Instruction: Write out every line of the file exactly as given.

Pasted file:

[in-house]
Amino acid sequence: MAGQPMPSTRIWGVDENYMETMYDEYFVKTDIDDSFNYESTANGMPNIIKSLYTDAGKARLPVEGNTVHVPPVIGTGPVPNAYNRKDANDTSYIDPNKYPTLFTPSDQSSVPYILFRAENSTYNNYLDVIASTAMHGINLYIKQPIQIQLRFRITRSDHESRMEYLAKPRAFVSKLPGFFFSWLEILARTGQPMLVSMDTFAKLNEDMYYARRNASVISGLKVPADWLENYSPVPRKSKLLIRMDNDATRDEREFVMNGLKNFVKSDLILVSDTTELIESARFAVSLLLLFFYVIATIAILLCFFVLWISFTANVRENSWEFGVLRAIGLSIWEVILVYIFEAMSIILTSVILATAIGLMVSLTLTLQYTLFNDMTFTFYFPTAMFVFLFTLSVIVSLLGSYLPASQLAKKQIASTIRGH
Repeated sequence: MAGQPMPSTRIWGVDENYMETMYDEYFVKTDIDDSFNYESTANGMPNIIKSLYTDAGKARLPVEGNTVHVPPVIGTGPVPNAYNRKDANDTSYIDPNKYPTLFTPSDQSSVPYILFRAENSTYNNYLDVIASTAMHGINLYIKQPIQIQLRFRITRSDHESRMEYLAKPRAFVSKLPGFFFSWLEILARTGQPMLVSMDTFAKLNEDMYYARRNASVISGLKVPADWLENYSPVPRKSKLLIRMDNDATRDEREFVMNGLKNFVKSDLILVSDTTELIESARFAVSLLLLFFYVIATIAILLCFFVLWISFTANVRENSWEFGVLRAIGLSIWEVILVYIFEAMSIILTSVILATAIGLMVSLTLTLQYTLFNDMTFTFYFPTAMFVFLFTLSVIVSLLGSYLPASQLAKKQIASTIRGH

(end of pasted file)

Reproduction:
[in-house]
Amino acid sequence: MAGQPMPSTRIWGVDENYMETMYDEYFVKTDIDDSFNYESTANGMPNIIKSLYTDAGKARLPVEGNTVHVPPVIGTGPVPNAYNRKDANDTSYIDPNKYPTLFTPSDQSSVPYILFRAENSTYNNYLDVIASTAMHGINLYIKQPIQIQLRFRITRSDHESRMEYLAKPRAFVSKLPGFFFSWLEILARTGQPMLVSMDTFAKLNEDMYYARRNASVISGLKVPADWLENYSPVPRKSKLLIRMDNDATRDEREFVMNGLKNFVKSDLILVSDTTELIESARFAVSLLLLFFYVIATIAILLCFFVLWISFTANVRENSWEFGVLRAIGLSIWEVILVYIFEAMSIILTSVILATAIGLMVSLTLTLQYTLFNDMTFTFYFPTAMFVFLFTLSVIVSLLGSYLPASQLAKKQIASTIRGH
Repeated sequence: MAGQPMPSTRIWGVDENYMETMYDEYFVKTDIDDSFNYESTANGMPNIIKSLYTDAGKARLPVEGNTVHVPPVIGTGPVPNAYNRKDANDTSYIDPNKYPTLFTPSDQSSVPYILFRAENSTYNNYLDVIASTAMHGINLYIKQPIQIQLRFRITRSDHESRMEYLAKPRAFVSKLPGFFFSWLEILARTGQPMLVSMDTFAKLNEDMYYARRNASVISGLKVPADWLENYSPVPRKSKLLIRMDNDATRDEREFVMNGLKNFVKSDLILVSDTTELIESARFAVSLLLLFFYVIATIAILLCFFVLWISFTANVRENSWEFGVLRAIGLSIWEVILVYIFEAMSIILTSVILATAIGLMVSLTLTLQYTLFNDMTFTFYFPTAMFVFLFTLSVIVSLLGSYLPASQLAKKQIASTIRGH